Topological Atlas: Mapping Contemporary Borderscapes
Topological Atlas develops a transdisciplinary research programme for mapping, analysing and intervening in border areas in the form of a digital atlas.
Contemporary borders operate in ways that are more complex than in the past. They have variously been conceptualised as porous, shifting and solidified. Where a border may be open for some, for others it is an impenetrable wall. Combined with the mobility of geopolitical territorial formations that operate beyond legal frameworks, the very concept and legality of the border is being radically questioned by socio-political phenomena. Such phenomena range from the formation of ISIS to the situation in Europe where states have opened and closed their borders against agreed treaties. We need new ways to make sense of these increasingly complex spaces.
The project thinks through the notion of the ‘atlas’ as an unfinished, impossible and colonial representation of a world, but also as a form of world-making or worlding. We wonder how this topographical representation par excellence can be reimagined differently. Hence topological atlas, is an oxymoron but one that is productive in thinking through the complicities and politics of representation, at a time of its crisis, in order to look beyond...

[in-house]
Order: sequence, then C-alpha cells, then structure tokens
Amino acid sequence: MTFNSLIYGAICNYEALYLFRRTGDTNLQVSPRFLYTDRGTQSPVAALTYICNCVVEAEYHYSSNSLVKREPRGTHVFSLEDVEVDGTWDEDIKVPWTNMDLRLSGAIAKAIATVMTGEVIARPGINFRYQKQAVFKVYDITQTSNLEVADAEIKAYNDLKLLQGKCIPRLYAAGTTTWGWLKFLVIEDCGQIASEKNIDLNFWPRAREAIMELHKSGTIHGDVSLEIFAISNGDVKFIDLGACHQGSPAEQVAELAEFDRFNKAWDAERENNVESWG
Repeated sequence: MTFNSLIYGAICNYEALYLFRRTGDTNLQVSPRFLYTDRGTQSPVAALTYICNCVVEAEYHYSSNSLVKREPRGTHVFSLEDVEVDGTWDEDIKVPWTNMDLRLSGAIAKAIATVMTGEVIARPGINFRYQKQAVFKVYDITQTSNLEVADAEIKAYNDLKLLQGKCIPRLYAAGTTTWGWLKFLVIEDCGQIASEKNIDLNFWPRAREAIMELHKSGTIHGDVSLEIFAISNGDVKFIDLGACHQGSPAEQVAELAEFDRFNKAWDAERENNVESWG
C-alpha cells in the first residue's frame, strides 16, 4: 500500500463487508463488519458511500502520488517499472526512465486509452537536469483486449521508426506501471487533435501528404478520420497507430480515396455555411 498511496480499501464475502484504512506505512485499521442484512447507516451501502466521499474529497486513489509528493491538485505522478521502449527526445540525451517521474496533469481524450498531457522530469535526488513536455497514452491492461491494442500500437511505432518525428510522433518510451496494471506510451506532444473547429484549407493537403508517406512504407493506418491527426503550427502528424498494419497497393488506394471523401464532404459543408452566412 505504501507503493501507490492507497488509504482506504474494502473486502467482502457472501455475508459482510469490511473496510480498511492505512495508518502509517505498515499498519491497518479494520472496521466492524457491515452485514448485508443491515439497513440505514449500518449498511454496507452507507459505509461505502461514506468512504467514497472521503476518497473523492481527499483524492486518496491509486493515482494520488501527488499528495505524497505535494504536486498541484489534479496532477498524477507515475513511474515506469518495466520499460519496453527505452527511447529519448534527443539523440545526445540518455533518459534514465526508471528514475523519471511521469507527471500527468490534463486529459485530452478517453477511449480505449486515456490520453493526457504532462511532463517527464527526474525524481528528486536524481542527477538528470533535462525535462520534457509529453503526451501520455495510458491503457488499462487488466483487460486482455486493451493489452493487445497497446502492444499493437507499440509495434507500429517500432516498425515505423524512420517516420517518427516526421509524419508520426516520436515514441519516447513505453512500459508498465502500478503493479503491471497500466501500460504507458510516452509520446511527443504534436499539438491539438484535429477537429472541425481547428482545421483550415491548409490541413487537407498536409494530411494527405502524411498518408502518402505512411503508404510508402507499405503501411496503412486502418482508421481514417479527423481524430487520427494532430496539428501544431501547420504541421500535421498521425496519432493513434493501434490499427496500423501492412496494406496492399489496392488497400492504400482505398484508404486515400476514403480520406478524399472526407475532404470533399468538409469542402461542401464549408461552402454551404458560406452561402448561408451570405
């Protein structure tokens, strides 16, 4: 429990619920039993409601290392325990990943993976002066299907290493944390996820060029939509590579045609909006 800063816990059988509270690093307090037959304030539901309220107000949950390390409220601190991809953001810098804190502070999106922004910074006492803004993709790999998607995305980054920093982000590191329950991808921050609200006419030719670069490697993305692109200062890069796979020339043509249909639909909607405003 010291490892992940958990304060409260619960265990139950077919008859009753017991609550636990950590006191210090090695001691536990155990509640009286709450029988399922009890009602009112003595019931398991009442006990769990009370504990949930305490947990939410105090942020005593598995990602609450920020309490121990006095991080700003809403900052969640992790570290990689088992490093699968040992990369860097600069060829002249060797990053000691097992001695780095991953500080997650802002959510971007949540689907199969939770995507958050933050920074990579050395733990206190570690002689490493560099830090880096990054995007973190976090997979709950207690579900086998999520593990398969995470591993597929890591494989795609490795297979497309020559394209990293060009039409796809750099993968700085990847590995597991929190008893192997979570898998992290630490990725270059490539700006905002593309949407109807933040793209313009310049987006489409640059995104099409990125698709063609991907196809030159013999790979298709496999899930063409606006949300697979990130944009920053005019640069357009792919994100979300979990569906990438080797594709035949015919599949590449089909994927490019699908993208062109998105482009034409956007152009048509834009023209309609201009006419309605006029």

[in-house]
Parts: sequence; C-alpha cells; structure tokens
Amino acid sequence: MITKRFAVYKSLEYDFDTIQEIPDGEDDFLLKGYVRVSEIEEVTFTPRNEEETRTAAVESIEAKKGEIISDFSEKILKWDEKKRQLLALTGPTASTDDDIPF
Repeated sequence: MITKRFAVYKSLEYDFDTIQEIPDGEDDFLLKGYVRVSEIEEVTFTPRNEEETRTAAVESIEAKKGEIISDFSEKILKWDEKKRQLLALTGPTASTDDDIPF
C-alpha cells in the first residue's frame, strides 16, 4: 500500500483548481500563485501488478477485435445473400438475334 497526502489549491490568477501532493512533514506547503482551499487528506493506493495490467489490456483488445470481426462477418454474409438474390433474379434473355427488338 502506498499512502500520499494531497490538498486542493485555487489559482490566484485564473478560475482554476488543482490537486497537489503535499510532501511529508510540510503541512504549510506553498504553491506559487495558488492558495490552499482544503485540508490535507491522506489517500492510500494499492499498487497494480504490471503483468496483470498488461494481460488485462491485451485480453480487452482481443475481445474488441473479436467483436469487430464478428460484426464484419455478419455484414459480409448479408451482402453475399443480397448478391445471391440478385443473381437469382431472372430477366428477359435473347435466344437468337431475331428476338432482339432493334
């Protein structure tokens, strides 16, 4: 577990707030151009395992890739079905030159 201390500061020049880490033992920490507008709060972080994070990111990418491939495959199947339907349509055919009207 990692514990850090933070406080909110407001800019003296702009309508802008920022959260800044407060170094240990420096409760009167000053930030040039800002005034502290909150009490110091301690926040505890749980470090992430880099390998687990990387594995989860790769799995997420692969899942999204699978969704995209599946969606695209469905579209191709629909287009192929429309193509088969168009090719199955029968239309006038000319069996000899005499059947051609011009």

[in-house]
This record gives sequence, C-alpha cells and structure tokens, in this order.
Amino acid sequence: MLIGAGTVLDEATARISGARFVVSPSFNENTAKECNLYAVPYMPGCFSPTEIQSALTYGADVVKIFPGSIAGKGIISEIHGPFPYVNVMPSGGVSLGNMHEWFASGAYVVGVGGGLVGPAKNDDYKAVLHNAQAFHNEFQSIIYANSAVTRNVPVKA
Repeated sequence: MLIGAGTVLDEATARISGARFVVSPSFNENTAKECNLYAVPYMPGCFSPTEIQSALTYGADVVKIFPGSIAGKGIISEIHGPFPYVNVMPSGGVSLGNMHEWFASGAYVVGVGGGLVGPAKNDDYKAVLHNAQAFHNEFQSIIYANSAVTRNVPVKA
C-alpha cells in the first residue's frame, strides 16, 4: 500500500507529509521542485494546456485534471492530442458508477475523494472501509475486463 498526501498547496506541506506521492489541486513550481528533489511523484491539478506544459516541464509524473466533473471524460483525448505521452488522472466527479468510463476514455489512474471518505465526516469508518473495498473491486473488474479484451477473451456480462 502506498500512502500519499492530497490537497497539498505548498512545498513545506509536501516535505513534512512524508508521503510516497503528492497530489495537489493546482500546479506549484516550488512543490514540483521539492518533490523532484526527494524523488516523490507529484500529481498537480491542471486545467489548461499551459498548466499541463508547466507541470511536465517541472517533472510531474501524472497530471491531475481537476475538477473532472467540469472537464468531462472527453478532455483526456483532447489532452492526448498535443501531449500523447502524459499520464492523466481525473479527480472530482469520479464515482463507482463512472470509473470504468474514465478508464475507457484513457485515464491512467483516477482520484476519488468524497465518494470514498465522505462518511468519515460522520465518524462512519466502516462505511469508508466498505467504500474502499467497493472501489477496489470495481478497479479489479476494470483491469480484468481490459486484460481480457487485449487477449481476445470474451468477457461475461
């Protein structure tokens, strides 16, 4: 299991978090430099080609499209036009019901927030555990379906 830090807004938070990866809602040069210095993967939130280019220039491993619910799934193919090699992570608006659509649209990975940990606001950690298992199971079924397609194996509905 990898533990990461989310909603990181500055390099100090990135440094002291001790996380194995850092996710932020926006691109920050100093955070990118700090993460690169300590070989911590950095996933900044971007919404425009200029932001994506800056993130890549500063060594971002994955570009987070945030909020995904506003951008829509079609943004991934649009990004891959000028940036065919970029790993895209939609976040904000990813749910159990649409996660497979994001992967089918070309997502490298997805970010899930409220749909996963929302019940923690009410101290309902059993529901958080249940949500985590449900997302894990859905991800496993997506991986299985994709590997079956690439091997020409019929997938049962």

Topological Atlas is developed as a methodology for producing visual counter-geographies at border sites. It uses digital technologies combined with a participative approach that attends to those who are at the margins of traditional geopolitical inquiry. The project uses topology as conceptual framework and methodology to make maps that produce ‘seamless transitions’ from the space of the migrant to that of the security apparatus that creates barriers to their movement. In doing so it seeks to disrupt the cartographic norms that are being reinforced through the prevalence of GIS technology and proprietary mapping platforms such as Google Earth. Topological Atlas works across three border sites, Pakistan-Iran, Iran-Turkey and EU-UK, producing visual counter-geographies that combine digital mapping and story-telling techniques with a participative approach that attends to those who are at the margins of traditional geopolitical inquiry.